I have found that I can place a Componeer in nearly half the time it takes me to place a similar direct veneer with a total freehand technique. The enamel-shaded Componeer blends seamlessly with the dentin shade underneath and can be altered in contour where desired. When adjusted, it can be polished to a high sheen. I have noted that the margins are often imperceptible, the surface is absent of voids, and the polish is excellent. My fee is less than half of that for a porcelain veneer, so many patients have chosen this alternative in my practice. In many clinical conditions where I would place a conventional hand-layered direct composite veneer, I can now use a Componeer.
In the clinical case shown (Figure 6), the patient wanted to revitalize her smile with veneers. She illustrated excellent periodontal dental health and only minimal caries in a few proximal areas. In the incisal view in Figure 7, we can see that she had some slight incisal wear and a previous composite resin restoration in one of the central incisors. She chose Componeers because they were affordable and within her budget.
|Figure 6. Facial view of the patient’s smile before Componeers (Coltène).||Figure 7. Incisal view before Componeers.|
|Figure 8. Componeers tried-in.||Figure 9. Bonding agent was applied to internal surface of Componeer.|
|Figure 10. Dentin shaded composite added to tooth surface.||Figure 11. Componeer placed.|
|Figure 12. Aluminum oxide polishing strip used to polish proximal surface of Componeer.||Figure 13. Incisal view of Componeers in place.|
|Figure 14. Facial view of Componeers in place.|
After minimal preparation, the Componeers were tried-in (Figure 8) and adjusted as needed. The prepared teeth were etched with 35% phosphoric acid gel for 10 seconds, thoroughly rinsed, and left slightly moist for wet bonding. A bonding agent (One Coat Bond [Coltène]) was liberally applied; air-dried and light-cured for 10 seconds with an LED curing light (SPEC 3 [Coltène]). The bonding agent was applied to the internal surface of the Componeer (Figure 9) and blown thin. A dentin-shaded nanohybrid composite resin (Synergy D6) was spread evenly on the internal surface of the Componeer. The dentin-shaded composite was also applied to the prepared tooth using a composite spatula (Figure 10). The Componeer was gently pressed to place (Figure 11) using a special placement instrument (Placer [Coltène]). The excess dentin-shaded composite was removed with a composite instrument and blended into the tooth structure. The composite was light-cured for 20 seconds on the facial and lingual surfaces with the LED curing light. Flowable composite resin (Synergy D6 Flow) was used to seal the incisal and gingival margins and light-cured. Margins and contours were refined with carbide finishing burs, sandpaper discs and strips (Figure 12), and polishing points. A high sheen was accomplished with a composite polishing brush. (In this case, all burs, discs, strips, polishing points, and brushes were by Alpen [Coltène].)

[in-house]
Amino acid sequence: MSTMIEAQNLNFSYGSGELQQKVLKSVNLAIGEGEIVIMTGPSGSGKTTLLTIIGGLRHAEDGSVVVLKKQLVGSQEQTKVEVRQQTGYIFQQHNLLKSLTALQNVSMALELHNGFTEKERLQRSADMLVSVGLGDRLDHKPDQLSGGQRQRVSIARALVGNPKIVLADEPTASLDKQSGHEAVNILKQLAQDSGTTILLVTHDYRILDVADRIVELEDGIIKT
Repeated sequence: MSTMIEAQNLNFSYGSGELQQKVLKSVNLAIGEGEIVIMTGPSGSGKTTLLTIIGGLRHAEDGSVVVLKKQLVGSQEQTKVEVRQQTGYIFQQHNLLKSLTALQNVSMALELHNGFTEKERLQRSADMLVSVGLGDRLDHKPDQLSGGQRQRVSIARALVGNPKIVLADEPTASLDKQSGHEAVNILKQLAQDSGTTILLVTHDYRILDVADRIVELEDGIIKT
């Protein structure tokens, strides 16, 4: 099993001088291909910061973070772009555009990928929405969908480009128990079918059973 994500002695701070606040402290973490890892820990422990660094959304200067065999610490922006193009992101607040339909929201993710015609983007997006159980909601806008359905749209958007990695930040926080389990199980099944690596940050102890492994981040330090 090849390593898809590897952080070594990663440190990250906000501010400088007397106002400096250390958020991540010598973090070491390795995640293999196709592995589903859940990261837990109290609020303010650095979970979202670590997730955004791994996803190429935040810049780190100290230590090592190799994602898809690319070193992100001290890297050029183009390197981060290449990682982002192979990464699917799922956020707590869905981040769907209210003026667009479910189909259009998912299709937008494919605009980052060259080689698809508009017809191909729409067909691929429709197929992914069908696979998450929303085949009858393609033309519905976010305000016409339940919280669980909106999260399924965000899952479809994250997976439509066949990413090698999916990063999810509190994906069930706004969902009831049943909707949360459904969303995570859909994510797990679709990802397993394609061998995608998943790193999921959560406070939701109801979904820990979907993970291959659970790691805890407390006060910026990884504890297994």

Figure 13 shows the finished result from the incisal view. Note the exquisite margins. The final appearance from the facial view is shown in Figure 14. The patient was very pleased with the aesthetics, function, and the affordable cost of her new Componeer smile.
THE INMAN ALIGNER
In the last 2 years, I have incorporated a remarkable orthodontic device in my aesthetic treatment plans. The Inman Aligner, invented by Donal P. Inman, CDT, of Inman Orthodontic Laboratory, can be used to align anterior teeth in many clinical situations in only a matter of weeks. This ingenious appliance is completely removable. It should be worn for 16 to 20 hours a day and removed for a minimum of 4 hours a day.